Politics & Policy

Why America Should Spy on Europe

Nations must act in their own interests.

In 2008, then-senator Barack Obama spoke to an adoring crowd in Berlin’s Tiergarten Park. Obama called for a “true partnership” between America and Europe. “Most of all, [we must] trust each other,” he said. Across Europe, the reaction was one of near ecstasy. The president-to-be seemed to embody the anti-Bush: deferential, fashionable, and liberal. A European-style American.

Edward Snowden’s revelations changed all that.

Facing reports that the NSA has been monitoring the communications of chancellors and citizens alike, the EU is calling for an intelligence conference with the United States. According to the BBC, France and Germany will demand an EU “no-spying” pact, one similar to the longstanding agreement between the U.S., U.K., Australia, Canada, and New Zealand (a.k.a. “Five Eyes”).

On paper it seems sensible enough. The U.S. is supposed to be a friend of the EU — surely it makes sense to codify a relationship of trust?

#ad#In fact, it makes no sense. There are three key reasons why.

First, such an agreement would ignore the reality of U.S.-EU counter-terrorism efforts.

At a basic level, the EU and the U.S. embrace counter-terrorism strategies that are unified in purpose (preventing attacks) but divergent in approach. On the EU side, the majority of counter-terrorism operations take place under a law-enforcement orbit. In Europe and abroad, EU intelligence operations are generally limited to “cycling” information on a terrorist network’s capabilities and intentions. Conversely, the U.S. government orients its counter-terrorism strategy under a far more aggressive methodology. One day we see arrests by the FBI (law enforcement), but the next day we read about drone strikes by the CIA in Yemen, Pakistan, or elsewhere (intelligence/covert action). The next day we hear about a Special Forces operation in Somalia or Libya (military/direct action). Every day we suspect that things happen of which we hear nothing. Where America subscribes to a “war” mentality, the Europeans take pride in their criminal-justice mentality.

It’s crucial that we recognize this reality; after all, it has caused serious tensions even between the U.K. and the U.S. At the defining level, EU states are far more willing to tolerate terrorist elements in their midst. Instead of “taking down” terrorist networks — a choice that would inevitably require revealing sources and methods in a civilian court — EU authorities often attempt to recruit extremists as “double agent” assets (sometimes failing disastrously), conduct surveillance operations, and hope for the best. Nevertheless, with limited resources and facing a large number of suspects, the EU paradigm cannot satisfy U.S. national-security imperatives. The simple fact is that the U.S. intelligence community has the resources to see through the cracks — to find the plots that have not yet been found. Travel to the United States is not complex for anyone possessing a European passport. The U.S. must do everything possible to protect the American people.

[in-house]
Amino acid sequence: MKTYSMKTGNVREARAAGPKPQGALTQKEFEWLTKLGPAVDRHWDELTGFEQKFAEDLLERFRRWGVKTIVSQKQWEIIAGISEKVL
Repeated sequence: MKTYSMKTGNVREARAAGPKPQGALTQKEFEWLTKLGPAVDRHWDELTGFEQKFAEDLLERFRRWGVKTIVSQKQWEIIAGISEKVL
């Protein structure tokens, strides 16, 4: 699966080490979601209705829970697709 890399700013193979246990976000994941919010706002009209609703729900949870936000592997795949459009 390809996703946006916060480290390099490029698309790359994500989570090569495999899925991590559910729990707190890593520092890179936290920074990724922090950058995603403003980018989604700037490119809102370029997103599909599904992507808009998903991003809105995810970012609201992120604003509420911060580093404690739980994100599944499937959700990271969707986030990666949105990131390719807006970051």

To be sure, this isn’t solely about confronting terrorists per se. At present, EU ransom money provides a major source of funding for al-Qaeda in the Arabian Peninsula. This is the same organization that nearly succeeded in bringing down a passenger plane packed with innocent civilians. Even if reluctantly, EU states are directly funding terrorism. They require attention.

Second, healthy American democracy requires informed leadership.

Consider the continuing economic difficulties in Europe — a crisis of profound importance to the global economy and thus to the United States. By understanding what’s happening in EU budget negotiations, U.S. policymakers have the opportunity to make better decisions.

Intelligence collection on EU business transactions also informs policymaker awareness. Take an example from 2003. In the prelude to the Iraq War, many French companies maintained lucrative relationships with Saddam Hussein’s regime. Of course, the French government had little interest in broadcasting these interests — it was easier to claim moral purity. Still, intelligence on French duplicity afforded U.S. policymakers the knowledge that the sanctions regime was crumbling.